First lady Melania Trump said Tuesday the always-popular free public tours of the White House will resume in three weeks, on March 7.
The tours had been suspended during the transition to the Trump administration, but the suspension has lasted longer than usual. That provoked some dismay in Congress, where members were questioning what was taking so long, including U.S. Sen. Chuck Grassley, R-Iowa, who tweeted about it Sunday.
The delay is in part because Mrs. Trump has not fully assembled her East Wing staff who help oversee the program under which ordinary Americans can get a look at some of the public rooms of the People's House.
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"I am excited to reopen the White House to the hundreds of thousands of visitors who come each year," Trump said in a statement issued by the office of the White House press secretary Sean Spicer.
Mrs. Trump, who is not scheduled to move into the White House until June, has not yet appointed her own press secretary. But she has appointed Lindsay Reynolds as her chief of staff, and Reynolds served under former President George W. Bush as associate director of the White House Visitors Office.
"The White House is a remarkable and historic site and we are excited to share its beauty and history," Mrs. Trump said in her statement. "I am committed to the restoration and preservation of our nation's most recognizable landmark. "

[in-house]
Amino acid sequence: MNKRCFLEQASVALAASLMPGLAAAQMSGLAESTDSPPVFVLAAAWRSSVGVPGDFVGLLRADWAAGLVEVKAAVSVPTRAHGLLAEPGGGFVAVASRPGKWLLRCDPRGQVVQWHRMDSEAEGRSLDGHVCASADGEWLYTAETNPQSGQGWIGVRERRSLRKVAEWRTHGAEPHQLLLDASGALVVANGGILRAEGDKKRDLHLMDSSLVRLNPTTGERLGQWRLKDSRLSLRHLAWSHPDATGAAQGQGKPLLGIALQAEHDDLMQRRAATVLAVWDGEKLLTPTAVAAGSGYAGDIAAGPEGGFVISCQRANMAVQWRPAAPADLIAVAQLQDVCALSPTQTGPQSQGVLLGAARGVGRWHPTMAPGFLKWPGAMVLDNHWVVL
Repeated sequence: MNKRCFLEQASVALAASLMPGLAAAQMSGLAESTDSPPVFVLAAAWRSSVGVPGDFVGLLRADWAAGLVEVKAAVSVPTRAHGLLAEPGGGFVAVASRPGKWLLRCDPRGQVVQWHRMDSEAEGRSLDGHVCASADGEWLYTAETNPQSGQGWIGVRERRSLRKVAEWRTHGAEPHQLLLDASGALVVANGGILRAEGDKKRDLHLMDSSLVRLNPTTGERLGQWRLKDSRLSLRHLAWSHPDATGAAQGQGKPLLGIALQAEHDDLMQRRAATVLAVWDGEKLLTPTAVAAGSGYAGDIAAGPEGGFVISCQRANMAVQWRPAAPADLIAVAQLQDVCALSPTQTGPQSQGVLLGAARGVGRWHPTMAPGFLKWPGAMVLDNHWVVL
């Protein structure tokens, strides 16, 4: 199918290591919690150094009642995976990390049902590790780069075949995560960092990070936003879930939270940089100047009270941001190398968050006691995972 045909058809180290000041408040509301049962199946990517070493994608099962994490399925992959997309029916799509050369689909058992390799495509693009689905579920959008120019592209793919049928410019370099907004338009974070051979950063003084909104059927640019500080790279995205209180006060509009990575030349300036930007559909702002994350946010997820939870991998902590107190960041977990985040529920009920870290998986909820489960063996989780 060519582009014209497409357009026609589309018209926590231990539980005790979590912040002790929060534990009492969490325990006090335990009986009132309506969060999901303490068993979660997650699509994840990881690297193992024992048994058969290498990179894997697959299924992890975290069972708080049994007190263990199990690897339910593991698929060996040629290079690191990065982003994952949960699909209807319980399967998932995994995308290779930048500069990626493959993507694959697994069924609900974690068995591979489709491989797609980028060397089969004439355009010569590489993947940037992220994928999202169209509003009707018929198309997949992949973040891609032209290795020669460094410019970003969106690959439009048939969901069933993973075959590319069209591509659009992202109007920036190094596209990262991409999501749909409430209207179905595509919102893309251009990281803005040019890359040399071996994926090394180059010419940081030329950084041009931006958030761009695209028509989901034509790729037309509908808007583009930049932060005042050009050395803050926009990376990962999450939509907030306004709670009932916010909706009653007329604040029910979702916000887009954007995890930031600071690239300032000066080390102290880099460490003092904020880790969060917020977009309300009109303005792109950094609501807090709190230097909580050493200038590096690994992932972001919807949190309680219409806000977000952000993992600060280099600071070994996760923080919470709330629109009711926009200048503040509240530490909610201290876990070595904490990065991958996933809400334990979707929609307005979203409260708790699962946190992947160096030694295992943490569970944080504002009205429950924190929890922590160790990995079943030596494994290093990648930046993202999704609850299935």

Public tours of the White House are free of charge and first-come, first-serve. A limited number of spaces are available and tickets must be requested through a member of Congress, usually one's personal congressional representative.
The tours are self-guided, generally running from 7:30 a.m. to 11:30 a.m. Tuesday through Thursday, 7:30 a.m. to 1:30 p.m. Fridays and Saturdays (excluding Federal holidays or unless otherwise noted). Tour hours will be extended when possible based on the official White House schedule.
Visitors are encouraged to submit requests as early as possible. Tickets can be requested up to three months in advance and must be submitted no less than 21 days in advance.
In 2015, the Obama administration lifted the 40-year ban on cameras and photos on public tours. Guests are now welcome to take photos throughout the White House tour route and are even encouraged to share their photos using the hashtag #WhiteHouseTour. Phones and compact still cameras with a lens no longer than 3 inches are allowed.